Everybody loves snooping on someone else’s wedding. What’s not to love? It’s the biggest celebration of someone’s life, filled with jaw-dropping dresses, fancy-pants suits, big beautiful blooms, and food that looks too good to eat.
When I started working at Scottish Wedding magazine, I threw myself into online wedding culture; a decision fuelled in equal parts by the desire to immerse myself in this new industry and contracting wedding fever from a few friends getting engaged. Rustic venue Pinterest boards? Pinned. Playlist of iconic wedding songs? On repeat. Wedding photographer with more than one alpaca snap? Followed. There was something so wholesome about the happiest day of a couple’s life constantly cropping up on my feed – it’s the number one thing that makes this job so rewarding.
But the internet isn’t best known for its wholesome reputation, is it? Enter wedding shaming sites: communities dedicated entirely to criticising other people’s wedding days. The posts are often provided by suppliers, guests or the bride or groom themselves. But more often than not, the shaming-fodder comes from strangers lurking on social media. Shames can range from aesthetic choices such as camo print décor, to etiquette no-no’s like a cousin showing up in a white dress.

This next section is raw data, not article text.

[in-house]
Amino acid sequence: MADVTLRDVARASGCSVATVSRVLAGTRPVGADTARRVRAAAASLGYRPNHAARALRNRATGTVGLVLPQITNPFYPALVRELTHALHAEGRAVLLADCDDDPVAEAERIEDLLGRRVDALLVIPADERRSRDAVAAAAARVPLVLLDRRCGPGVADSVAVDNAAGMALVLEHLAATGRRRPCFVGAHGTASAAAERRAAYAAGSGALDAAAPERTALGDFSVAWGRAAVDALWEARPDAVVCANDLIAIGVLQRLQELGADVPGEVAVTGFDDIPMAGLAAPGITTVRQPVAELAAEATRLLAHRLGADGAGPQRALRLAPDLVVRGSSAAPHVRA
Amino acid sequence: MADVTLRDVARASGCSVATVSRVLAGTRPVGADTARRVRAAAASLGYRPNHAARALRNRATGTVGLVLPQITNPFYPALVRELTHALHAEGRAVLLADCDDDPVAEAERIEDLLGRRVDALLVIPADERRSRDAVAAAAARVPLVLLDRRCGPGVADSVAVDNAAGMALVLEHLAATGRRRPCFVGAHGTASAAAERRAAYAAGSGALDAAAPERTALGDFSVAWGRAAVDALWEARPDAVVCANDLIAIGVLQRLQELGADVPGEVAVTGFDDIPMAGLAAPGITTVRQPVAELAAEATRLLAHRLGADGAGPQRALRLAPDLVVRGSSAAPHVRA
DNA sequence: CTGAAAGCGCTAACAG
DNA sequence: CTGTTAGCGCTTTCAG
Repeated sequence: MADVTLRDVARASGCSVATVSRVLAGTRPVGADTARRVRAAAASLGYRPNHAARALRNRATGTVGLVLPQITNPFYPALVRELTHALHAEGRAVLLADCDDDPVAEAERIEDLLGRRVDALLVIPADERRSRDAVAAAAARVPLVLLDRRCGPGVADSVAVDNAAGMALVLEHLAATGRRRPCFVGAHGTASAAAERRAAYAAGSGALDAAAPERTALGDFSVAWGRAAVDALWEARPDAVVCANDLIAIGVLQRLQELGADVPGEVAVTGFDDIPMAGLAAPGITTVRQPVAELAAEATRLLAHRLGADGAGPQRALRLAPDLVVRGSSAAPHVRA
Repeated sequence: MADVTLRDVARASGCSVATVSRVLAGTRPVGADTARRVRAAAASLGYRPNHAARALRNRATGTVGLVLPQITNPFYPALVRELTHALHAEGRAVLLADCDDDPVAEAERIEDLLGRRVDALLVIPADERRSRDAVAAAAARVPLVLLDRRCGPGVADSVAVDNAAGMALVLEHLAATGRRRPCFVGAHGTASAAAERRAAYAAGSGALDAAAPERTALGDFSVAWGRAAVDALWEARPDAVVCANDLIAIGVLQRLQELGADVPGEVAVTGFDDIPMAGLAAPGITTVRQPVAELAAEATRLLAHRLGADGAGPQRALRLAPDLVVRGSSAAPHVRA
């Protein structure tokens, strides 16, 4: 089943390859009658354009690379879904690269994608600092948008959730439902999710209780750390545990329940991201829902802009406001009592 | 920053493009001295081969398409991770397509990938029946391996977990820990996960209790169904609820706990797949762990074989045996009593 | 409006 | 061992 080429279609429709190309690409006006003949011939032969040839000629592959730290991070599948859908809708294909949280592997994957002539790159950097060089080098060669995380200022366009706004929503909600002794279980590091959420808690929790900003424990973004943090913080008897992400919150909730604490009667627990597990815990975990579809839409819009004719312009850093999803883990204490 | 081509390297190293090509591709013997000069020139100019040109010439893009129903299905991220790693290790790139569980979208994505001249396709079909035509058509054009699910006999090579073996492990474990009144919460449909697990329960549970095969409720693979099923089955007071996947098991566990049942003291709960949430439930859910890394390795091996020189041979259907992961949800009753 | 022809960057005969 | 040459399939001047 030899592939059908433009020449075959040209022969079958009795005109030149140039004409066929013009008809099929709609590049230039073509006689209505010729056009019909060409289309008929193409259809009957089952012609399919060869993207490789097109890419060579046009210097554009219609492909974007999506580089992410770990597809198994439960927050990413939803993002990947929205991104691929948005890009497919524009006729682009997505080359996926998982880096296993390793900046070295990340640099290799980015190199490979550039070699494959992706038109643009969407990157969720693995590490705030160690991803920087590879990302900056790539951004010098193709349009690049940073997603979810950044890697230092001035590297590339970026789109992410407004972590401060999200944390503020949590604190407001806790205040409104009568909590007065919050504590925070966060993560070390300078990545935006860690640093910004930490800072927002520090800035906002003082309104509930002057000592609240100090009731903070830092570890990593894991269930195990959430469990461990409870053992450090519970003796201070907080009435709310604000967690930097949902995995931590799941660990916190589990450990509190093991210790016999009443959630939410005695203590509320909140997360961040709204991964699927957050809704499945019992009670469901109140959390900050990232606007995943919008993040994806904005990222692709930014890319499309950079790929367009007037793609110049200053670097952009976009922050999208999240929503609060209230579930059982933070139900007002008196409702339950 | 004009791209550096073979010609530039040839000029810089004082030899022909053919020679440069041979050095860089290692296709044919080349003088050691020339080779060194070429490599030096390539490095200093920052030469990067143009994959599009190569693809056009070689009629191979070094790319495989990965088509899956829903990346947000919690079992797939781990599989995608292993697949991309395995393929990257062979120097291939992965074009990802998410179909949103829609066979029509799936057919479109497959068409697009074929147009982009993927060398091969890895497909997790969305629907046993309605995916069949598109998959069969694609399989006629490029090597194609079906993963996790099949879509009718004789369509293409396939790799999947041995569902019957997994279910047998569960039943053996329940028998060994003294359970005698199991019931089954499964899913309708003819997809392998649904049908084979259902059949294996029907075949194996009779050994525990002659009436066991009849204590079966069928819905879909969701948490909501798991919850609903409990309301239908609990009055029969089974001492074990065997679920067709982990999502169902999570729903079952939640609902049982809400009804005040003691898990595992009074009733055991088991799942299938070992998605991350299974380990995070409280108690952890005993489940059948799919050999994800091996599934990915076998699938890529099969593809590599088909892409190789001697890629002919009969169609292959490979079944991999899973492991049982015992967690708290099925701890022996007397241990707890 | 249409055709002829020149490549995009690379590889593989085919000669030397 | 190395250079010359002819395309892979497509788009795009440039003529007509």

And it turns out there are a lot of us who like ragging on other people’s big days: wedding shaming social media groups have seen a steep rise in popularity in recent months. Currently, the most popular wedding shaming group on Facebook has over 151,000 members, while the r/weddingshaming thread on Reddit has over 109,000 members.
While these groups are peppered with funny wedding mishaps like a misshapen peacock cake or a gripping screenshot-fuelled horror story about the bride’s cantankerous aunt Linda, the posts by and large tear apart weddings which are deemed to be ‘tacky’. Translation? The ones that aren’t a totally on-trend £25k affair.
Maybe it isn’t the intention, but when Janice from Scunthorpe weighs in on a simple store-bought cake or budget Disney-themed décor with a critical “If you can’t afford a wedding, don’t have one!”, it’s hard not to think that this is less about shaming bad wedding etiquette, and more about humiliating people for making the best out of what they’ve got – or simply expressing a personal preference.
Planning a wedding is hard graft. It’s filled with emotional, logistical and financial strains, and a lot of people don’t have the resources to make it look like a picture-perfect Pinterest board. And that’s fine! Weddings aren’t about a seamless theme that appeals to the masses; they’re about marrying the person you love. They’re about celebrating with the people who are brimming with joy for you. They’re about showcasing your personalities together and maybe kicking your shoes off for a Luther Vandross-heavy DJ set.
What they aren’t about is making strangers on the internet happy. Because honestly? It’s not likely that someone who is so consumed with negativity that they trawl through post after post to criticise people they don’t know for their personal tastes or budget will ever be happy. Well, not until they get off their phone and spend some time finding out what makes them feel actually good about themselves and others, anyway.
Log off, Janice.